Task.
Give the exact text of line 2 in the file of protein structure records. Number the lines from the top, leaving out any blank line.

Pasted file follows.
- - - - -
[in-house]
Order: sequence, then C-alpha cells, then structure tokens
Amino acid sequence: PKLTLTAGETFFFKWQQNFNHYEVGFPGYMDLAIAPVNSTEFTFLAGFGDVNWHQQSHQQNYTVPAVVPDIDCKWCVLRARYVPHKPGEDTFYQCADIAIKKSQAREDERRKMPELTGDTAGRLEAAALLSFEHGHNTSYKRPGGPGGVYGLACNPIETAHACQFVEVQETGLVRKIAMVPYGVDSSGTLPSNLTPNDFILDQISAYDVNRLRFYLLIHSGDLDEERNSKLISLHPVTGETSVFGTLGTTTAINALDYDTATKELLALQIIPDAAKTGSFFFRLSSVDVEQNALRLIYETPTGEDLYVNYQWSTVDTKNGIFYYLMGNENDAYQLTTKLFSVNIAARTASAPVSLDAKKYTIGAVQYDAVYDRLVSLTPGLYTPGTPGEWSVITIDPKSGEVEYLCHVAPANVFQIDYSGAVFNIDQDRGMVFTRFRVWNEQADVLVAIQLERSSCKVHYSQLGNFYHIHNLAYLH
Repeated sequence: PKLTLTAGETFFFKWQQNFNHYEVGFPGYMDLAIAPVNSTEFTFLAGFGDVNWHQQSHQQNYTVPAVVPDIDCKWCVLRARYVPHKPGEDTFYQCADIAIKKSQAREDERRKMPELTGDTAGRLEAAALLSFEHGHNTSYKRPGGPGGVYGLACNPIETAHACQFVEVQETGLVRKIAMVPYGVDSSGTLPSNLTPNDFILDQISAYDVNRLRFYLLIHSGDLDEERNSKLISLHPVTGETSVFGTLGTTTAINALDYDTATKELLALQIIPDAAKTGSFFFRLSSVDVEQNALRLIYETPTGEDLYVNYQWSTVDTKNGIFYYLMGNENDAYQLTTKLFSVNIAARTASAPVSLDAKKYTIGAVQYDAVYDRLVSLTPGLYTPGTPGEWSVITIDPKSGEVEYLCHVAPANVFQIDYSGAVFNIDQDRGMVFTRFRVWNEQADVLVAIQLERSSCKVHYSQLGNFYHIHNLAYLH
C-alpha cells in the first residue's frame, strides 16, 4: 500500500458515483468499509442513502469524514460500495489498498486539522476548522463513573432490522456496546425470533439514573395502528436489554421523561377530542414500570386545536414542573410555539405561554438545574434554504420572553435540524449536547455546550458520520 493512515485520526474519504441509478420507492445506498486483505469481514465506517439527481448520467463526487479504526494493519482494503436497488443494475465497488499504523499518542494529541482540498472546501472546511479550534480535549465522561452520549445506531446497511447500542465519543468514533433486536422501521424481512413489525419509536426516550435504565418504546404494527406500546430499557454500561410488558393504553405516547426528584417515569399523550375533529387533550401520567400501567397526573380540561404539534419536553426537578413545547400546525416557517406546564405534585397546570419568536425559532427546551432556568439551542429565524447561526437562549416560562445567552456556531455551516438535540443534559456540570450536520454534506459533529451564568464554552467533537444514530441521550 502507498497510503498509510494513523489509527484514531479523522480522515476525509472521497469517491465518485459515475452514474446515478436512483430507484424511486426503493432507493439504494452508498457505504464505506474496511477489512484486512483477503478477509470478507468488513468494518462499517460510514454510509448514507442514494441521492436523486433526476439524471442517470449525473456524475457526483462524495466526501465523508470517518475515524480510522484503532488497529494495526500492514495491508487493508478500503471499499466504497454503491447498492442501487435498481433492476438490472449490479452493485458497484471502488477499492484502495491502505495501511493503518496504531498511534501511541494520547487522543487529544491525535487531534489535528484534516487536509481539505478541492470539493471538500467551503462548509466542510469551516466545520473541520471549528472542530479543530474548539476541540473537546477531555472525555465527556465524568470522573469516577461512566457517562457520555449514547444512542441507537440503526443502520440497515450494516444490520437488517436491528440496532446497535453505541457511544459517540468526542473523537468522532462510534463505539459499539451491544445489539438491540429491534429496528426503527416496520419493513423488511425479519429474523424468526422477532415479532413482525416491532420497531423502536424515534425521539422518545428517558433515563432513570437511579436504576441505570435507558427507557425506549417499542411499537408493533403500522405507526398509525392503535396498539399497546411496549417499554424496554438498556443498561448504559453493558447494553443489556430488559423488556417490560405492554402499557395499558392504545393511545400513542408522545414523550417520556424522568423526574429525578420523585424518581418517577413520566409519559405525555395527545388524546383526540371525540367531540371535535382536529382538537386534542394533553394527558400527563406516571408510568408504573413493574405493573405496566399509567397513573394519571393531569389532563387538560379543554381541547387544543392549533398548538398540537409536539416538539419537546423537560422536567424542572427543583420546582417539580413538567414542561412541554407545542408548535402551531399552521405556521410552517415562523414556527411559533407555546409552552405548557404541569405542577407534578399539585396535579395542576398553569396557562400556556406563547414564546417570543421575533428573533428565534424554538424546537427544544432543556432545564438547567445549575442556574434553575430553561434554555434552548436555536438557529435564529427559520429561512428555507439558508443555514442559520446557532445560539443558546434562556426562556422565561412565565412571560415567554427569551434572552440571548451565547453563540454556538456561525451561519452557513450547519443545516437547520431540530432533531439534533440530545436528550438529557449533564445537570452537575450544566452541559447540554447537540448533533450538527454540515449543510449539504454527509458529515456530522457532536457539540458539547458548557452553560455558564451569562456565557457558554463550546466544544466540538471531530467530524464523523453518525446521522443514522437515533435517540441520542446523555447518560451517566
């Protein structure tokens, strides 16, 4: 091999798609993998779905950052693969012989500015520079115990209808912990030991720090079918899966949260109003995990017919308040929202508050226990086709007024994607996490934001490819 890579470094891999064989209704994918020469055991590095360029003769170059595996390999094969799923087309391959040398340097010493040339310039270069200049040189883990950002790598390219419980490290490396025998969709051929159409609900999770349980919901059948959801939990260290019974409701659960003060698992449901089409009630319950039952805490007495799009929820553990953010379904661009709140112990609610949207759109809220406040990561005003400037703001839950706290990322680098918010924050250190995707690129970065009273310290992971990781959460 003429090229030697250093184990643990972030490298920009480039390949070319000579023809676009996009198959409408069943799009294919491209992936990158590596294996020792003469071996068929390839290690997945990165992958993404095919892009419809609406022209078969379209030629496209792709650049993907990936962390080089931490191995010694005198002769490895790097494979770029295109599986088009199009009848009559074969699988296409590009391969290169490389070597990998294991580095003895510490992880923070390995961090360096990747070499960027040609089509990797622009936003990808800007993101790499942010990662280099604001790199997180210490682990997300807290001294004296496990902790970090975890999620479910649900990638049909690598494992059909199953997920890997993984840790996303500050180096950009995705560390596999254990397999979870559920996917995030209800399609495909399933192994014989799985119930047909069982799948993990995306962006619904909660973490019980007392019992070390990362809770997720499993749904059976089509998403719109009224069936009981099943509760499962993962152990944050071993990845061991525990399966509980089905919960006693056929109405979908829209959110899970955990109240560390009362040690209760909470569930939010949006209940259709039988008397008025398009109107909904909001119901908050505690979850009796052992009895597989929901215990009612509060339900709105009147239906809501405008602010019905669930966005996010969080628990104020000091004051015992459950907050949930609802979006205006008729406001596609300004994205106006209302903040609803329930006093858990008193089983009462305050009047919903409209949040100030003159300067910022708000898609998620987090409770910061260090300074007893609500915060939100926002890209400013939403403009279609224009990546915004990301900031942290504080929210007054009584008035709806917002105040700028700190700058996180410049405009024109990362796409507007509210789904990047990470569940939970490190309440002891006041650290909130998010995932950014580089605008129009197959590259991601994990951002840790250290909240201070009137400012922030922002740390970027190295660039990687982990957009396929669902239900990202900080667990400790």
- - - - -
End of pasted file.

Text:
Order: sequence, then C-alpha cells, then structure tokens